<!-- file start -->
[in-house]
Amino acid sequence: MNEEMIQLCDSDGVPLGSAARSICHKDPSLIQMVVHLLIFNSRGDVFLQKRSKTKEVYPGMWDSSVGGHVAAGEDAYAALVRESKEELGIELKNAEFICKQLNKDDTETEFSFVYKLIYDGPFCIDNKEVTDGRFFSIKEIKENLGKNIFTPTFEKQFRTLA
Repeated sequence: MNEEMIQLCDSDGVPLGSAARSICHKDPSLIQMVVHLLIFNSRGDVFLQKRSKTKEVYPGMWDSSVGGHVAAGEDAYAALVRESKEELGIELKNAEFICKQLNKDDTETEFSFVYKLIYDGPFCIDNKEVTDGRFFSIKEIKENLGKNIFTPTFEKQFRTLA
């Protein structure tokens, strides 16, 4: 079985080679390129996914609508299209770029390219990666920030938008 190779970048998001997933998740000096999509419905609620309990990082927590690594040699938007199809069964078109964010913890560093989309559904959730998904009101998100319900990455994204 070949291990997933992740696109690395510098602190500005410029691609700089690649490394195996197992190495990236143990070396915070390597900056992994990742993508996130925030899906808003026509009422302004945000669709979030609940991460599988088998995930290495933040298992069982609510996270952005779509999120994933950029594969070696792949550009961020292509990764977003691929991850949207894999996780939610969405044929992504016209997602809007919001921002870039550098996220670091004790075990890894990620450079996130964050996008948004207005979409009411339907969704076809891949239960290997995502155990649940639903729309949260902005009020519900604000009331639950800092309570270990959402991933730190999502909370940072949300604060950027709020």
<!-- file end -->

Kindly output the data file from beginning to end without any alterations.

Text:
[in-house]
Amino acid sequence: MNEEMIQLCDSDGVPLGSAARSICHKDPSLIQMVVHLLIFNSRGDVFLQKRSKTKEVYPGMWDSSVGGHVAAGEDAYAALVRESKEELGIELKNAEFICKQLNKDDTETEFSFVYKLIYDGPFCIDNKEVTDGRFFSIKEIKENLGKNIFTPTFEKQFRTLA
Repeated sequence: MNEEMIQLCDSDGVPLGSAARSICHKDPSLIQMVVHLLIFNSRGDVFLQKRSKTKEVYPGMWDSSVGGHVAAGEDAYAALVRESKEELGIELKNAEFICKQLNKDDTETEFSFVYKLIYDGPFCIDNKEVTDGRFFSIKEIKENLGKNIFTPTFEKQFRTLA
């Protein structure tokens, strides 16, 4: 079985080679390129996914609508299209770029390219990666920030938008 190779970048998001997933998740000096999509419905609620309990990082927590690594040699938007199809069964078109964010913890560093989309559904959730998904009101998100319900990455994204 070949291990997933992740696109690395510098602190500005410029691609700089690649490394195996197992190495990236143990070396915070390597900056992994990742993508996130925030899906808003026509009422302004945000669709979030609940991460599988088998995930290495933040298992069982609510996270952005779509999120994933950029594969070696792949550009961020292509990764977003691929991850949207894999996780939610969405044929992504016209997602809007919001921002870039550098996220670091004790075990890894990620450079996130964050996008948004207005979409009411339907969704076809891949239960290997995502155990649940639903729309949260902005009020519900604000009331639950800092309570270990959402991933730190999502909370940072949300604060950027709020």